The Seven Years War Summary

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The book Defying Empire Trading with the Enemy in Colonial New York, by Thomas M. Truxes, discusses New York merchants’ continued trade with France throughout the Seven Years’ War (1756-63) despite it being illegal. Truxes maintains that the merchants were imaginative and audacious while remaining loyal to their country. The impacts of the war were globally felt and had legal, maritime, and personal disparities. According to Truxes the merchants who continued to trade with the French throughout the war were daring and resourceful in continuing trade. Trading with France took place before the war, and “war did not automatically interrupt commercial relations between belligerents” (2). However, “the Flour Act of 1757, a wartime statute that prohibited…show more content…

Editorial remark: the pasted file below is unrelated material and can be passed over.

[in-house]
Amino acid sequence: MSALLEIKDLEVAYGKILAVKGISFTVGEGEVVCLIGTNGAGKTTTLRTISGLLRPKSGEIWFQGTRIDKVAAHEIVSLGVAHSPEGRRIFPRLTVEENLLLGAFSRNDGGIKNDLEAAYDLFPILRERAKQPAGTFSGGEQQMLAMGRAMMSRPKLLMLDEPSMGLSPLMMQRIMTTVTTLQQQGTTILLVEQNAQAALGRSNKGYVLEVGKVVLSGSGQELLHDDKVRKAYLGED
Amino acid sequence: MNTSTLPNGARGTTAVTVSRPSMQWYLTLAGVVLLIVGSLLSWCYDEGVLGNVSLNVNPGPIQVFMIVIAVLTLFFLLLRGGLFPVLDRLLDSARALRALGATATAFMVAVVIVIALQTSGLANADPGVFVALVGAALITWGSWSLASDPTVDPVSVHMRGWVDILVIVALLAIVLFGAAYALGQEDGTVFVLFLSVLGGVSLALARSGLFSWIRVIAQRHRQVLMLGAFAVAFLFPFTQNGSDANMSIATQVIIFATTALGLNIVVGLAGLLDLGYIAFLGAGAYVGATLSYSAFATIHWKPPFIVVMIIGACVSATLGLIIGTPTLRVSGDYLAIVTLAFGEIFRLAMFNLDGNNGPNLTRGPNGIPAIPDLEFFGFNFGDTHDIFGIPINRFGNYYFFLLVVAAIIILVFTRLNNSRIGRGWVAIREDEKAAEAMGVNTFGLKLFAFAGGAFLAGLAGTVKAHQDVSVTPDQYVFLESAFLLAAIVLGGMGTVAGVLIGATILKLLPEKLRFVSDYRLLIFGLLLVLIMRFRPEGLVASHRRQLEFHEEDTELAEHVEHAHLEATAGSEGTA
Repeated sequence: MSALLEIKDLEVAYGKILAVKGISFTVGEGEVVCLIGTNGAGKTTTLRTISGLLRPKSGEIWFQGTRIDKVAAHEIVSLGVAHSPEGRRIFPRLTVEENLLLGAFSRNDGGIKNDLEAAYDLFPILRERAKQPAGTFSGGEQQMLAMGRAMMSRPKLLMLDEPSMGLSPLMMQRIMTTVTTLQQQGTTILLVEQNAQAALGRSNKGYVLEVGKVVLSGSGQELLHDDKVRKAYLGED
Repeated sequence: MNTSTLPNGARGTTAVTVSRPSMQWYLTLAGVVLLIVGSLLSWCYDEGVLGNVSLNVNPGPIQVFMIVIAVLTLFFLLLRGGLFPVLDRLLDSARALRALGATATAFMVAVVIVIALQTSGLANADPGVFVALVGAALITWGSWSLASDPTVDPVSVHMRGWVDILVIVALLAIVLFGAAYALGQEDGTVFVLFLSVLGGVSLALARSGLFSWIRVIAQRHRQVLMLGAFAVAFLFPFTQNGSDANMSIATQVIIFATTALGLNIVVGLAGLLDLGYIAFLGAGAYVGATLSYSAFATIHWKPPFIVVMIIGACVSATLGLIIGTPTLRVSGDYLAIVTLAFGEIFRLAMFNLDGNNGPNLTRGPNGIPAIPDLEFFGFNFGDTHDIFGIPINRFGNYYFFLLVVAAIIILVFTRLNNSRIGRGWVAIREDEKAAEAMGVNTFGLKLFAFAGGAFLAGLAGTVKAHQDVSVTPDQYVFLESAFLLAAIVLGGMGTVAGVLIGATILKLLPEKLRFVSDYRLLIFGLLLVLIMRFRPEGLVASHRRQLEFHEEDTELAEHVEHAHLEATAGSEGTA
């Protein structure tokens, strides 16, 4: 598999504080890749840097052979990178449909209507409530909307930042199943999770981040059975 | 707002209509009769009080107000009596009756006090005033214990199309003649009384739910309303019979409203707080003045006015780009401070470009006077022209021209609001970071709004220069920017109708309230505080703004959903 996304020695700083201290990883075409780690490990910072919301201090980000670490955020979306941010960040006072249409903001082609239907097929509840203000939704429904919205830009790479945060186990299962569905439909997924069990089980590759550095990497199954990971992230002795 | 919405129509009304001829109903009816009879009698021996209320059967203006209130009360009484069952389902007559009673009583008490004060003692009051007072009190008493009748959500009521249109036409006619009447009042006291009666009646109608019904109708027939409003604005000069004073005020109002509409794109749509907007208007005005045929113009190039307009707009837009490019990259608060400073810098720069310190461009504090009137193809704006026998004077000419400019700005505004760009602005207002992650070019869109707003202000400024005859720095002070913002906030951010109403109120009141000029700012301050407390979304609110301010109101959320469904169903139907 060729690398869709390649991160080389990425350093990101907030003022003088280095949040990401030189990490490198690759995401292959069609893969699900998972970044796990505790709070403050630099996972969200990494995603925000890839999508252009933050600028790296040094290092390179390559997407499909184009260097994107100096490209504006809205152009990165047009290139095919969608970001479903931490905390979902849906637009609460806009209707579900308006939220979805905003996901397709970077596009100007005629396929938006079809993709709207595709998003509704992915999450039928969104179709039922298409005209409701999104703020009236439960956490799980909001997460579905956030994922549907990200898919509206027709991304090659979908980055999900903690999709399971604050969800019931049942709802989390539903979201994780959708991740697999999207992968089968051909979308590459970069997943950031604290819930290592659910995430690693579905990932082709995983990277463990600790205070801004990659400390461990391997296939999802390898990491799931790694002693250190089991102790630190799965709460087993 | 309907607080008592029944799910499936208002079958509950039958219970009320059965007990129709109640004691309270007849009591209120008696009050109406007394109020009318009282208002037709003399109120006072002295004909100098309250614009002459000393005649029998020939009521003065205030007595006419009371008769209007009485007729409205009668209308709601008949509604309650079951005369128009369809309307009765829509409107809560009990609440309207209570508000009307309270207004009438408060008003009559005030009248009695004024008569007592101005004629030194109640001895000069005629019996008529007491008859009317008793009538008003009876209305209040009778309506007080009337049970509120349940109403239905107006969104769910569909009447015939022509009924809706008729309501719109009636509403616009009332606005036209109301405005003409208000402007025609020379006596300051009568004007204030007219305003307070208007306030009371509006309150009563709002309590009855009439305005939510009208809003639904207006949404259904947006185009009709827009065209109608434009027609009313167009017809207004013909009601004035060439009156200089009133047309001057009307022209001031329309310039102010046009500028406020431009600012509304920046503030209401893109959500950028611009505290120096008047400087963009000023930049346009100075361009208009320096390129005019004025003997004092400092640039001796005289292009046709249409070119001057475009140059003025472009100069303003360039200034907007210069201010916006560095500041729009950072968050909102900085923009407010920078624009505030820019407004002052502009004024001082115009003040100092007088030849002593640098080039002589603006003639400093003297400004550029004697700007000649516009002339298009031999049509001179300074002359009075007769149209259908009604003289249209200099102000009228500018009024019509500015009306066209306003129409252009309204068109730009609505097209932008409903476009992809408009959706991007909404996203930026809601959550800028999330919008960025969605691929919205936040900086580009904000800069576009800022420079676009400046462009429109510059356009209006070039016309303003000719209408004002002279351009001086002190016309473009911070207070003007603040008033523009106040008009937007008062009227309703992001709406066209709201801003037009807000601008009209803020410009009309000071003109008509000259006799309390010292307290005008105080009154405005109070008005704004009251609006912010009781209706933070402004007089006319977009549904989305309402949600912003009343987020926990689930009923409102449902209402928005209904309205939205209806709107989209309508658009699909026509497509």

Legal discrepancies started when England declared war on France. They also passed the embargo and Flour Act, but the “British courts continued to uphold French property rights,” and “direct trade continued” (5). An example was “licenses [used] to export tobacco from Britain to France were authorized almost immediately after the declaration of war” (5, 6). Not only did colonial merchants profit, but “British bankers, financiers […and] Irish provisioners” did as well (202). Smuggling led to many of the Royal ships “interdicting and seizing vessels they suspected of doing business with the enemy” rather than fighting (204). Many of the privateers targeted the Dutch, Danish, and Spanish competition by capturing ships and cargo (83-84). The Spanish were allies of the French but were not actively fighting, so even though “it was obvious that Spanish vessels […] were in the service of France,” they were not seized (89). Some of the personal discrepancies included questions of personal rights since the Frenchmen, or “the men in blue,” “made their fortunes capturing North American vessels” (203). The British were also trading with France, but the colonists were the ones prosecuted, making “little equality in ‘the rights of Englishmen’ across the British Empire” (202). They believed “what was legal for one […] must be legal for all”
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